I had my 2nd of 3 Comp & Pen appointments yesterday; this one was an appointment for my general health. There were 11 areas that he needed to assess...and he actually did ask the questions (Shocker!!!). I was afforded the opportunity to explain a little more fully my daily struggles. I was able to state that the problems I have are intermittent, not continuous. For instance, the headaches I suffer are not constant, but they come and go depending on how tired I am, how stressed I am, etc. But, they are definitely stroke related because they are actual tightening of muscles that were involved in my decompressive craniotomy. I was also able to tell the Dr. that I don't have tremors all the time, but they are relatively spotty in nature; for instance, when I hold a cup of coffee in my left had, it shakes quite a bit, or when I yawn my left arm tremors and when I go to tie my shoe on my left side, my left foot shakes. But, they are not constant. He explained that, much like a seizure, the tremors are caused by a misfire of a nerve or a fault reception of a signal given by a nerve. The bottom line is this: I felt infinitely more at ease after that appointment because he actually seemed to be concerned with my deficits, even if they are sporadic and not given me a blanket "you don't have those deficits all the time, so you must be ok..." I hope this makes sense, but I really do feel more at ease. Now we will just see what the Decision Review Officer thinks; he is the one who will make the actual determination of my disability. Please pray that everything goes well.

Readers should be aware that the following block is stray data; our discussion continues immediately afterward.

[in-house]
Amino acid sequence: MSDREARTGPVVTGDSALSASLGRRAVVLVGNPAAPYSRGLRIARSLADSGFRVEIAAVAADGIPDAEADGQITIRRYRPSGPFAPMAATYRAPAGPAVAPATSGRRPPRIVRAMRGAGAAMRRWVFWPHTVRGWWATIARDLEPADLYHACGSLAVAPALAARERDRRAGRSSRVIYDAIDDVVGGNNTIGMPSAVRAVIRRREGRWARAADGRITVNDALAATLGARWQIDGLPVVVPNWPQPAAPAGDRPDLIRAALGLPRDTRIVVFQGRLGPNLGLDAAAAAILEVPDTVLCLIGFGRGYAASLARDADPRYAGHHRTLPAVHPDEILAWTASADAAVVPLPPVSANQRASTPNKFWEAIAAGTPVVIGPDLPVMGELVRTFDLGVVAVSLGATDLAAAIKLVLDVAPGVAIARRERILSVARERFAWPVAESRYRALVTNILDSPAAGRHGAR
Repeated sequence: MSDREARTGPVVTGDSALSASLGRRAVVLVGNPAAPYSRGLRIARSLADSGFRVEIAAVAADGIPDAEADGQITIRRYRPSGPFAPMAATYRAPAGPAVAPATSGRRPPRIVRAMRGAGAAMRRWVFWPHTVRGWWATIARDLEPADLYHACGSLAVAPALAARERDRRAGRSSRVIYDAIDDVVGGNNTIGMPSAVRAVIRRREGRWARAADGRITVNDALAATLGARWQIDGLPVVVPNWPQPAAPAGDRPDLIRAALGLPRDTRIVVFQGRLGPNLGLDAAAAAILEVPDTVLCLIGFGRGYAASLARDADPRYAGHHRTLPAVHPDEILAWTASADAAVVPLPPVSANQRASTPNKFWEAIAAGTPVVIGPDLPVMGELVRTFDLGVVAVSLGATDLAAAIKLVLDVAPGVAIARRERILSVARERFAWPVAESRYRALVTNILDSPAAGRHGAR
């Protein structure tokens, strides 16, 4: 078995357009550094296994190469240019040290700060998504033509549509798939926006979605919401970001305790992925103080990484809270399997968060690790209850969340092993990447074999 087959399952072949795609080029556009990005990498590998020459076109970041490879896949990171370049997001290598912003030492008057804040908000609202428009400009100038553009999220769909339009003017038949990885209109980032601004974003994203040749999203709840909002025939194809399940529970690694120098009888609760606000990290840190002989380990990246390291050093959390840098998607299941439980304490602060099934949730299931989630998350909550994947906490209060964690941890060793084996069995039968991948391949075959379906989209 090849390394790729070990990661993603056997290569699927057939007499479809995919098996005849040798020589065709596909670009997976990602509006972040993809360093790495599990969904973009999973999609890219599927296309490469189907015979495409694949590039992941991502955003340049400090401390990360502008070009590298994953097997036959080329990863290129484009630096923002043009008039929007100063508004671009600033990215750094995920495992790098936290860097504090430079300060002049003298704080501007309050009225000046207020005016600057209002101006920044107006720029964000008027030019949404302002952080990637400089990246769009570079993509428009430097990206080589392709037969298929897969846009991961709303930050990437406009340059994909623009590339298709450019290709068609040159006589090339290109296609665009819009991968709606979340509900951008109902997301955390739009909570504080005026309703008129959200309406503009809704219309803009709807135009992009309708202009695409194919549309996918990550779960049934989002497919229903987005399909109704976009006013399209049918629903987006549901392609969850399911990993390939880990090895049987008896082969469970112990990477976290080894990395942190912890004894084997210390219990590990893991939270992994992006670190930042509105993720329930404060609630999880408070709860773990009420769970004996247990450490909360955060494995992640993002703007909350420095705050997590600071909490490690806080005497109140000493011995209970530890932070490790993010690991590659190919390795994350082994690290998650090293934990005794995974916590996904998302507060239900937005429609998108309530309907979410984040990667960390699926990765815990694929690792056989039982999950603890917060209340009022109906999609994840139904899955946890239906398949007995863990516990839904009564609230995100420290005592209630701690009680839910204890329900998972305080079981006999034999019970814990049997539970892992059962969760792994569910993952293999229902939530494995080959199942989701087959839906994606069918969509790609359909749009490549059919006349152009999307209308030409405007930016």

On December 8, 2008, my life changed forever. I had a double sided cerebellar stroke with 2 brain stem compressions. It was not until December 10, 40 hours after my stroke, that surgery was finally done to relieve the pressure. Dr. Piper, the neuro-surgeon from Iowa Methodist hospital in Des Moines, told my wife that surgery was nothing more than an attempt to save my life, but that it would not erase the deficiencies as a result of the stroke. Although she admits that she did not really understand what Dr. Piper had just said, my wife, Laura, agreed to the surgery and the care team performed a decrompessive craniotomy, to hopefully relieve the pressure and allow my brain to function somewhat normally. For those who have followed my blog for the last 14+ years, the surgery was successful, I returned to the church and I now live a relatively normal life, although I do have some pretty severe, though not always visible, defieciencies. I really thought that life could not get any worse th